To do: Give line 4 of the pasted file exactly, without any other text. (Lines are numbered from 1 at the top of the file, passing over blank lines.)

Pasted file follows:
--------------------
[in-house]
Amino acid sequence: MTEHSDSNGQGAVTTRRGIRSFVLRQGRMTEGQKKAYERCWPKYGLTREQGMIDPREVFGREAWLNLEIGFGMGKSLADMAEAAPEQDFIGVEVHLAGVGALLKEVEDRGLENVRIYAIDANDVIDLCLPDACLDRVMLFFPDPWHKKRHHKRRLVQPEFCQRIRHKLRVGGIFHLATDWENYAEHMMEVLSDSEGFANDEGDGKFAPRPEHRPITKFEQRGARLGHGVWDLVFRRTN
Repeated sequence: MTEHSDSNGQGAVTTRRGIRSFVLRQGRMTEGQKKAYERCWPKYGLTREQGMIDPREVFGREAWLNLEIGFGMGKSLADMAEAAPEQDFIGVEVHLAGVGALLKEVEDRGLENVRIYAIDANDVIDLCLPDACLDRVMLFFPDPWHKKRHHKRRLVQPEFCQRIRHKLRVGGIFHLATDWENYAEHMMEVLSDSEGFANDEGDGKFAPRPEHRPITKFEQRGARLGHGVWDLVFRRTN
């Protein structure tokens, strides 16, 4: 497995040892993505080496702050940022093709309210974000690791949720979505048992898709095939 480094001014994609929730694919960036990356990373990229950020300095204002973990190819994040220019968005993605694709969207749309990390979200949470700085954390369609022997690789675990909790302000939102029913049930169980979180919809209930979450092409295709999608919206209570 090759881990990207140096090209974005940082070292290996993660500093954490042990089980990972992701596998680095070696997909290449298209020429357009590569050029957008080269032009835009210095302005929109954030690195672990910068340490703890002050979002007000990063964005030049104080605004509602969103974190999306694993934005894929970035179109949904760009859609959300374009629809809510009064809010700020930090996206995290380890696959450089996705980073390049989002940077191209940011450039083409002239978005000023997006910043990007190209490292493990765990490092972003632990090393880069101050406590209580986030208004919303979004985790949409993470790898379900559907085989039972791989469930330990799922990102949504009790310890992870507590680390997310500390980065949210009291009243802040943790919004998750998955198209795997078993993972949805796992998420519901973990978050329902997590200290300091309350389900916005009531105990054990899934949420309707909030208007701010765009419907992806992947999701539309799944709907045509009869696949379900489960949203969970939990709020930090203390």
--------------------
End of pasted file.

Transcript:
């Protein structure tokens, strides 16, 4: 497995040892993505080496702050940022093709309210974000690791949720979505048992898709095939 480094001014994609929730694919960036990356990373990229950020300095204002973990190819994040220019968005993605694709969207749309990390979200949470700085954390369609022997690789675990909790302000939102029913049930169980979180919809209930979450092409295709999608919206209570 090759881990990207140096090209974005940082070292290996993660500093954490042990089980990972992701596998680095070696997909290449298209020429357009590569050029957008080269032009835009210095302005929109954030690195672990910068340490703890002050979002007000990063964005030049104080605004509602969103974190999306694993934005894929970035179109949904760009859609959300374009629809809510009064809010700020930090996206995290380890696959450089996705980073390049989002940077191209940011450039083409002239978005000023997006910043990007190209490292493990765990490092972003632990090393880069101050406590209580986030208004919303979004985790949409993470790898379900559907085989039972791989469930330990799922990102949504009790310890992870507590680390997310500390980065949210009291009243802040943790919004998750998955198209795997078993993972949805796992998420519901973990978050329902997590200290300091309350389900916005009531105990054990899934949420309707909030208007701010765009419907992806992947999701539309799944709907045509009869696949379900489960949203969970939990709020930090203390």